Five Things To Look For In A Home Inspector
Buying a home is a major investment, and real estate is always a smart investment. It is key that home buyers utilize the expertise of a professional home inspector, because after all, the home buyer needs to ensure that they are protecting their investment.
While most homes have their homes inspected prior to a purchase, the home buyer should always be weary of exactly who it is that inspected the home. After all, you’d never ask a car enthusiast to take a look at your car, but rather, you’d seek out a licensed mechanic who has the expertise to assess and fix any problems identified.
It is important for home buyers to make sure that a home inspector is well trained and insured, especially since the home buyer is relying on the home inspector’s professional assessment and advice in order to help them decide on whether or not they will take the leap into home ownership.
Search Realty reveals five things to look for in a home inspector.
1. Ensure that the home inspector has the proper training in all aspects of home inspections, as well as ongoing support for questions and changes in residential construction techniques and systems.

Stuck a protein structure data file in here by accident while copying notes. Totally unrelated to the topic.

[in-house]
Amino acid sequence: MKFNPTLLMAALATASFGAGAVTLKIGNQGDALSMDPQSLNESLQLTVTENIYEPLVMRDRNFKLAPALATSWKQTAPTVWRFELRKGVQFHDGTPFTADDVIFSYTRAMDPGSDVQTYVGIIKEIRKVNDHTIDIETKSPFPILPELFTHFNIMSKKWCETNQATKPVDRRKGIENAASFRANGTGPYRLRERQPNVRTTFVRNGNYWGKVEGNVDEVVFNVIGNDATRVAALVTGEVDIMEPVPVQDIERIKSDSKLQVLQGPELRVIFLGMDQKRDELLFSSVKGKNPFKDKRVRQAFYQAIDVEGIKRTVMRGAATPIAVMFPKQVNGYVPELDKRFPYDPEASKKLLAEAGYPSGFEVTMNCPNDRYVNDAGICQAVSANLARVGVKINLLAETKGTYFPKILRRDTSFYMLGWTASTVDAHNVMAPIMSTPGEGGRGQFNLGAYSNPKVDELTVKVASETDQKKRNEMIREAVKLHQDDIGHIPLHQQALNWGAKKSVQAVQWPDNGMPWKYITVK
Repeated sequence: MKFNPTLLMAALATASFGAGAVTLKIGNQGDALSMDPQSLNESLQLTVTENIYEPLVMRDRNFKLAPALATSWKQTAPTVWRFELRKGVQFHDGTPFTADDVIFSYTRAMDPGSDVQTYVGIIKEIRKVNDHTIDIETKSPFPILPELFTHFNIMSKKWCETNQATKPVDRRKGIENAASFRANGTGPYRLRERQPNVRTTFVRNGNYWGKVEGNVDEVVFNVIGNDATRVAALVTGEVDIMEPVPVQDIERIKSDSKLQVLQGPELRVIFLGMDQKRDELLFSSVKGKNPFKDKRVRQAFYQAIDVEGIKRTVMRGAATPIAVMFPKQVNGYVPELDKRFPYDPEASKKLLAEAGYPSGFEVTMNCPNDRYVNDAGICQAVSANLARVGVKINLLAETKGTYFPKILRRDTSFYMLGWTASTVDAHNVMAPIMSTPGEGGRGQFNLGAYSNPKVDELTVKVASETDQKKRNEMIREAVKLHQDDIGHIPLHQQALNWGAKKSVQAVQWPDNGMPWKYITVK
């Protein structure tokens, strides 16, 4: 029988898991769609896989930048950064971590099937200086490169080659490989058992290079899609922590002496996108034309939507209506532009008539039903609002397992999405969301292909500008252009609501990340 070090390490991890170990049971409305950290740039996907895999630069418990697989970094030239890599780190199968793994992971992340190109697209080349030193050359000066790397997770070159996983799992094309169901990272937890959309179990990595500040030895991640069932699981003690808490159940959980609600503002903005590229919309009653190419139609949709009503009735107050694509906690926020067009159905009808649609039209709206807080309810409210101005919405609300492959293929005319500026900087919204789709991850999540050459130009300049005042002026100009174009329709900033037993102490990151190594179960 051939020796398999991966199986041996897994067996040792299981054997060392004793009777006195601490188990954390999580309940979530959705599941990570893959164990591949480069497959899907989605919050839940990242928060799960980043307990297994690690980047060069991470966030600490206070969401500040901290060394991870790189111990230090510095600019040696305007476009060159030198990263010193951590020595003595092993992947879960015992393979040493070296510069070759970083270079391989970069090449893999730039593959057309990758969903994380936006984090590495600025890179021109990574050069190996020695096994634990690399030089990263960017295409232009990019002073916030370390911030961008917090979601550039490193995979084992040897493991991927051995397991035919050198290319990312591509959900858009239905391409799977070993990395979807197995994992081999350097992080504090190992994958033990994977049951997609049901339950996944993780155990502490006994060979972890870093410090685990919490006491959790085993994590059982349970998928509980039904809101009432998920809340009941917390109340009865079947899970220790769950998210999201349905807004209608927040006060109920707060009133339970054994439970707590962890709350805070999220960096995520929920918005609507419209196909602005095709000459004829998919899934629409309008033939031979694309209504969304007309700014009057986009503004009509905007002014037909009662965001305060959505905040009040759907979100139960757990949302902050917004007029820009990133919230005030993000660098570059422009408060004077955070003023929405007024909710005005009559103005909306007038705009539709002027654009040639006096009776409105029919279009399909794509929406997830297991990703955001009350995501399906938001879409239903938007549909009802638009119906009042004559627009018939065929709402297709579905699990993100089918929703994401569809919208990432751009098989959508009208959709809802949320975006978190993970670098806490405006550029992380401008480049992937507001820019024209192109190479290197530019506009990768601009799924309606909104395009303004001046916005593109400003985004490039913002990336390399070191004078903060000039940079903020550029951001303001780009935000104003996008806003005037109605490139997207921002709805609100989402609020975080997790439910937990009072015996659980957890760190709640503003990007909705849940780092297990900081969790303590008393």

2. Make sure that the home inspector is properly certified. Certification should be from a reputable training institute, which requires re-testing annually. Here, home buyers can seek the advice of a real estate professional to learn what authorities provide the right certification.
3. The home inspector should have insurance coverage, including general liability, worker's compensation and especially E and O (Errors and Omissions) insurance, which is comparable to malpractice insurance.
4. The home inspector should provide a proper guarantee. Home buyers should be aware that a qualified home inspector will never hesitate in providing a written guarantee to back up their inspection findings.
5. The home buyer should ensure that the home inspector is doing their job full-time. The worst thing a home buyer could do is hire a home inspector who does inspection part-time, as well as being a contractor, which obviously becomes a conflict of interest. If the home inspector is only doing it part-time, and it is learned they are contractors as well, it’s obvious that they may purposefully use defects found as an opportunity for themselves to do the repair.
In the end, the worst possible scenario a home buyer could face is a faulty inspection. Not only does the home buyer have a bad investment in their hands, but the future costs of repairs could prove overwhelming.